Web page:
cancer diagnosis and assess to what extent the patient is able to cope with it.
The clinician then should ask the patient if he or she knows what is
wrong, then point out any inconsistencies between the patients
perceptions and what actually is happening. If the patient is ambivalent or
reluctant to talk about it, the clinician could ask the patient about the
reason for the ambivalence or the conflict.
If clinicians must deliver bad news even if appropriate
conditions for doing so are met it is important that they pause and give
patients the opportunity to comprehend what is communicated. The clinician then
could acknowledge the patients likely fears, saying something like,
I can imagine how difficult this is for you.
This statement could indicate to patients that it is OK to talk about
their feelings, and they may use it as an opportunity to tell clinicians why
they are distressed and mention something that could be done to help them.
Other behaviors can impair good communication between clinicians and
- Giving advice or reassurance before the patient has the opportunity
to express their concerns prevents them from disclosing what is causing them to
- Assuming the source of a patients stress. For example, some
patients could be more worried about their children than the dying process.
- Not giving patients time to process what they have been told. It is
not uncommon to unintentionally change the topic during a conversation,
preventing the patient from fully processing what was said. This may deprive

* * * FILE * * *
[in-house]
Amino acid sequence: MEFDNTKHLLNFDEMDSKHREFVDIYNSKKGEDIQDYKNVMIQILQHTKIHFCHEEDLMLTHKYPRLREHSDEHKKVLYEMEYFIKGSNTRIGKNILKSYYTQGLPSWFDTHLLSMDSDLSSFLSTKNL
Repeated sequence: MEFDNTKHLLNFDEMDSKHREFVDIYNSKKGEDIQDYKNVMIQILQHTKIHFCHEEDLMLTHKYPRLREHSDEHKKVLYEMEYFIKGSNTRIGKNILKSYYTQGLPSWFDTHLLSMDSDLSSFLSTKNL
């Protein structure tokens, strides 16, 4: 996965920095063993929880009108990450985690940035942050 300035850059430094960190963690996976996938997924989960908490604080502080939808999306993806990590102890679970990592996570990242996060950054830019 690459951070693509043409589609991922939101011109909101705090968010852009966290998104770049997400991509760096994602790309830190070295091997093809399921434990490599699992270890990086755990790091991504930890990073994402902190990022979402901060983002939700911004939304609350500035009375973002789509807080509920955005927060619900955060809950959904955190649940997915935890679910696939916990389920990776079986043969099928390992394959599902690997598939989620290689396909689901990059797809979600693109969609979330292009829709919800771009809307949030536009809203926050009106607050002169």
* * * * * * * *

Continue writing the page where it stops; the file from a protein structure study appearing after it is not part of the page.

patients from being able to express or address the issue that is causing them
Good communication is essential when treating patients. With good
communication, patients can make more informed consent choices.
Fallowfield and colleagues found that patients who received inadequate
information either too much or too little are at higher risk of
developing psychiatric illness such as depression or generalized anxiety
Good communication also affects the loved ones who must prepare for the
patients eventual death. Research has shown family members who were not
prepared for the loss of a relative are more likely to suffer from complicated
grief or depression.
Workshops have been developed to help clinicians improve their
A valuable online resource is the Oncotalk program, sponsored by the
NCI. It can be found at http://depts.washington.edu/oncotalk.
Topics include fundamental communication skills, delivering bad news,
managing the transition to palliative care, talking about advance care plans,
conducting family conferences and how clinicians should handle requests for
therapies that they believe are futile.
Maria Rueda-Lara, MD, is an assistant professor of clinical
psychiatry and behavioral sciences at the Sylvester Comprehensive Cancer Center
and the University of Miamis Miller School of Medicine.
Disclosure: Dr. Rueda-Lara reports no relevant financial
For more information:
- Breitbart W. Psychooncology. 2010;19:21-28.
- Chochinov HM. J Clin Oncol. 2005;23:5520-5525.
- Fallowfield L. Br J Cancer. 2003;89:1445-1449.
- Ramirez AJ. Lancet. 1996;347:724-728.